The question for the rest of the events is just how many PGA Tour stars — think Jon Rahm, Viktor Hovland, Tommy Fleetwood — will show up to play regularly. The schedule can be terrific while still relying on a few guys to really pop. The PGA Tour’s reimagined fall schedule emerged in part from top pros’ desires for an offseason. How much will they really fill that offseason with DP World Tour golf?
There’s also the issue of the DP Drain. The PGA Tour has cemented itself as the top circuit in the world and the DP World now feeds directly to it — the top 10 at the end of the season now earn their PGA Tour cards, which incentivizes them to play less in Europe and around the world. I’ve talked to a few players who worry this is an own goal on the DPWT’s part. If you let your top talent go elsewhere each year, who’s left?
2. Can the DP World Tour own the fall?
Perhaps they don’t really need to “own” the fall but at least carve out their place within it. But there’s a reason the PGA Tour ceded the fall to football. Is the allure of late-summer Irish links and familiarity with St. Andrews and the big-money finale in Dubai enough to draw golf fans’ eyeballs, even as their own golf seasons come to a close?
I hope so.
It does seem like there’s enough differentiation between the DP World’s new fall season and the PGA Tour’s new fall season for both to exist in parallel. And the new playoff structure means there’s a clearer conclusion to the DP World’s year, too. LIV remains an X-factor here, too, as it wraps up its own season in the fall. But LIV is also an X-factor in our final question, which is…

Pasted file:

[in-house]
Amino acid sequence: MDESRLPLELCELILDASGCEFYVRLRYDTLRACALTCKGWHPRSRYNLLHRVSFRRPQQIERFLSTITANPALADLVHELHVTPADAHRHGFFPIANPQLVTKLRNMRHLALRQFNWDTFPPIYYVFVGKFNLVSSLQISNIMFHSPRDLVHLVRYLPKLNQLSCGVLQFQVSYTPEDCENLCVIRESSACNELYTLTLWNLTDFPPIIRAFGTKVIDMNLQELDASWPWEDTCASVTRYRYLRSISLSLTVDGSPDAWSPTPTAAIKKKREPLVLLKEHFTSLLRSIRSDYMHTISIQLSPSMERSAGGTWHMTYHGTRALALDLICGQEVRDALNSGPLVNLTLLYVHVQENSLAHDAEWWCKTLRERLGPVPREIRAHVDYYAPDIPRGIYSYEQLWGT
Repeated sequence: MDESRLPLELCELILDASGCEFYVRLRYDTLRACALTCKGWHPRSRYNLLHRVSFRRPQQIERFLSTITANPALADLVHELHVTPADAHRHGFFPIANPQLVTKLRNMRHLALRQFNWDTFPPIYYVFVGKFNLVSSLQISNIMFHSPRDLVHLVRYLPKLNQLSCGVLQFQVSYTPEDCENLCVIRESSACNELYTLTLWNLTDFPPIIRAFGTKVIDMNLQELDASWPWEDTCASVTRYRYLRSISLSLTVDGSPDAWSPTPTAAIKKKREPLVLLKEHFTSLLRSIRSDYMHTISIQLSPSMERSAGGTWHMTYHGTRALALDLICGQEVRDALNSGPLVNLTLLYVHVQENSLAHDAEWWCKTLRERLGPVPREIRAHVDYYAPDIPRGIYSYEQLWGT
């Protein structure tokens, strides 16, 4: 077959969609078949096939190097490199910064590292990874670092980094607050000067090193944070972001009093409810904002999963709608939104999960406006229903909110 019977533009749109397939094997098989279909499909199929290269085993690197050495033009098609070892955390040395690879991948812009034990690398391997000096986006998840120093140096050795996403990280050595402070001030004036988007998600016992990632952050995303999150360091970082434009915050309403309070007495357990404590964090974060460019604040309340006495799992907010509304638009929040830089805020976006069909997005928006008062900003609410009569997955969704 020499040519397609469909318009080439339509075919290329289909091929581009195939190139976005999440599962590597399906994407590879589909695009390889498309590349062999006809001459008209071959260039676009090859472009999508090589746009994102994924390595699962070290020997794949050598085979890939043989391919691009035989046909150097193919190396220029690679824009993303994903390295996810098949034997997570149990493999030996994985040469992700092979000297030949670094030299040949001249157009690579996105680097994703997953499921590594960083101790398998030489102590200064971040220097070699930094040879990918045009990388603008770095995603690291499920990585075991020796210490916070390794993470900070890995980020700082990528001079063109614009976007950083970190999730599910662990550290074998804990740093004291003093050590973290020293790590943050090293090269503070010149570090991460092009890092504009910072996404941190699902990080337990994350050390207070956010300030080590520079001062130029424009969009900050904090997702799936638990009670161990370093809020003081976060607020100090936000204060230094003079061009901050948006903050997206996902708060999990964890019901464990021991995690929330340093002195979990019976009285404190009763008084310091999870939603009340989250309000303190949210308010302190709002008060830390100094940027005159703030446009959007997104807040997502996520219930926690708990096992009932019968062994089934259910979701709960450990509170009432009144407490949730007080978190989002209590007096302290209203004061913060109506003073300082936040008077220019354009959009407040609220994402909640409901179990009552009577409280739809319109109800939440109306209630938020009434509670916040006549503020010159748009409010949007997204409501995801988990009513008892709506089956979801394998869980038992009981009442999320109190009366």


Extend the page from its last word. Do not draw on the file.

3. Can the DP World Tour own the world?
When LIV’s event in Adelaide went off swimmingly with locals earlier this year it seemed as though the startup circuit had tapped into something special by bringing star power to an underserved community of golf fans. But LIV’s 14-event schedule means that its ability to go everywhere is limited; this year’s schedule spanned just seven countries and held eight events in the United States.
There are offshoots of LIV that also bring some star power around the globe; the affiliated International Series brought stars to unexpected places (like Brooks Koepka in Oman), and the top seven finishers at the International Series England were all LIV pros. But the DP World Tour is now uniquely situated to globe-trot from continent to continent, touching ’em all save for South America and Antarctica.
Anybody know an interested sponsor at the South Pole?
https://golf.com/news/dp-world-tour-massive-schedule-change/ Lost in LIV-PGA Tour shuffle? The DP World Tour’s massive schedule change